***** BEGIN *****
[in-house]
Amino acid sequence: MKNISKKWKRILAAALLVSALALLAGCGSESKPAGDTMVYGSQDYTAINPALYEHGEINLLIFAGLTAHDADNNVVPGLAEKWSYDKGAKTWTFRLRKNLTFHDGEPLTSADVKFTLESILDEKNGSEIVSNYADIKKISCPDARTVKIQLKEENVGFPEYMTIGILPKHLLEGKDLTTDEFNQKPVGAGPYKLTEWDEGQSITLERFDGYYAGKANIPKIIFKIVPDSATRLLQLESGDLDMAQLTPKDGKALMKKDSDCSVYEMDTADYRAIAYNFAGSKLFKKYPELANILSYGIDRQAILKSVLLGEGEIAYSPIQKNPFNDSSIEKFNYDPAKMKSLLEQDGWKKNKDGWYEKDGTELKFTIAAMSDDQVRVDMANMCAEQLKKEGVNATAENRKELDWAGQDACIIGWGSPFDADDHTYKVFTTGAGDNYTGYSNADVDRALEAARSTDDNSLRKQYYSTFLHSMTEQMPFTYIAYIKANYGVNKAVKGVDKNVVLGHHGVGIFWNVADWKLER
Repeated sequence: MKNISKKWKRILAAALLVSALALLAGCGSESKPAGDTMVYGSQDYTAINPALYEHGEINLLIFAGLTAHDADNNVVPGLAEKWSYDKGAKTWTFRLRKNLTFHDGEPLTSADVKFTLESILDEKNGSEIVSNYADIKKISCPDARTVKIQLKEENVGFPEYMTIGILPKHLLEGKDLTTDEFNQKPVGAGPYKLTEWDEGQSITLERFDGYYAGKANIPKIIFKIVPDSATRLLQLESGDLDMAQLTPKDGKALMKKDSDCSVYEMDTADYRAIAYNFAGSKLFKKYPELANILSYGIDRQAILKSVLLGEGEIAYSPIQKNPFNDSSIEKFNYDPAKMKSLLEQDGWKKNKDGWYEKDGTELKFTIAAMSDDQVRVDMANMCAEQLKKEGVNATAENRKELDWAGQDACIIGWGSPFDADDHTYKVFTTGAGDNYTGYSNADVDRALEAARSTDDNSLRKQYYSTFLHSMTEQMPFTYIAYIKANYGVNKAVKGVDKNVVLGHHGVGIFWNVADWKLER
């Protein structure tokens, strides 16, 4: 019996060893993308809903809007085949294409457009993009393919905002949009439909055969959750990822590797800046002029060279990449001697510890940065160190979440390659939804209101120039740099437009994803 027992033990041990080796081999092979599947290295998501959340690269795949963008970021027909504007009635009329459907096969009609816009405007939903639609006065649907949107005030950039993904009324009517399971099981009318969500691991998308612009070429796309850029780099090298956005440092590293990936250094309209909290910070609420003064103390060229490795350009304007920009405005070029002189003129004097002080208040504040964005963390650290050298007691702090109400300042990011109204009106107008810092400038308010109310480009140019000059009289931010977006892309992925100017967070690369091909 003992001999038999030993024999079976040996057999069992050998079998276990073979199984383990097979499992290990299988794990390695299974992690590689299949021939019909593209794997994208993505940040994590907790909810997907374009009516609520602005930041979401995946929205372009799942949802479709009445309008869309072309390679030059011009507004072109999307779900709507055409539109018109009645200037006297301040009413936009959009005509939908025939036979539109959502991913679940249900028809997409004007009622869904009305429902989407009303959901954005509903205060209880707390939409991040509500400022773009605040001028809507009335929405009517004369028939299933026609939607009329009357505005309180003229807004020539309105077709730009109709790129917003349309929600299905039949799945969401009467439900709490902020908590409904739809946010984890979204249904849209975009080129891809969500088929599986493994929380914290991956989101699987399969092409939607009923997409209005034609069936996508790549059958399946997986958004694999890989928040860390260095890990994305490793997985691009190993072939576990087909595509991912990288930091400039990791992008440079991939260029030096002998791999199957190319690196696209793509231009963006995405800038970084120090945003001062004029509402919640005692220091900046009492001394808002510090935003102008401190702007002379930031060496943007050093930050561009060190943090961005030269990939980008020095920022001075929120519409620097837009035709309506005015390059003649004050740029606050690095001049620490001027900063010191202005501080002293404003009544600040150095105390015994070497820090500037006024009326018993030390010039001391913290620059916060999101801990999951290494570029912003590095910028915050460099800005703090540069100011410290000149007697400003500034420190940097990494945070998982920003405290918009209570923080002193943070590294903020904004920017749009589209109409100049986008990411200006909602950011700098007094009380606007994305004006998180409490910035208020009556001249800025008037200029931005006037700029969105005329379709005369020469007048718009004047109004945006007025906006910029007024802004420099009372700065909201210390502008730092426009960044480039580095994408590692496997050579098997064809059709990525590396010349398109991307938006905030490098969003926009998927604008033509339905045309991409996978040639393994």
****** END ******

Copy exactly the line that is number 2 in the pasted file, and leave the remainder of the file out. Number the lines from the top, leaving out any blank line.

Amino acid sequence: MKNISKKWKRILAAALLVSALALLAGCGSESKPAGDTMVYGSQDYTAINPALYEHGEINLLIFAGLTAHDADNNVVPGLAEKWSYDKGAKTWTFRLRKNLTFHDGEPLTSADVKFTLESILDEKNGSEIVSNYADIKKISCPDARTVKIQLKEENVGFPEYMTIGILPKHLLEGKDLTTDEFNQKPVGAGPYKLTEWDEGQSITLERFDGYYAGKANIPKIIFKIVPDSATRLLQLESGDLDMAQLTPKDGKALMKKDSDCSVYEMDTADYRAIAYNFAGSKLFKKYPELANILSYGIDRQAILKSVLLGEGEIAYSPIQKNPFNDSSIEKFNYDPAKMKSLLEQDGWKKNKDGWYEKDGTELKFTIAAMSDDQVRVDMANMCAEQLKKEGVNATAENRKELDWAGQDACIIGWGSPFDADDHTYKVFTTGAGDNYTGYSNADVDRALEAARSTDDNSLRKQYYSTFLHSMTEQMPFTYIAYIKANYGVNKAVKGVDKNVVLGHHGVGIFWNVADWKLER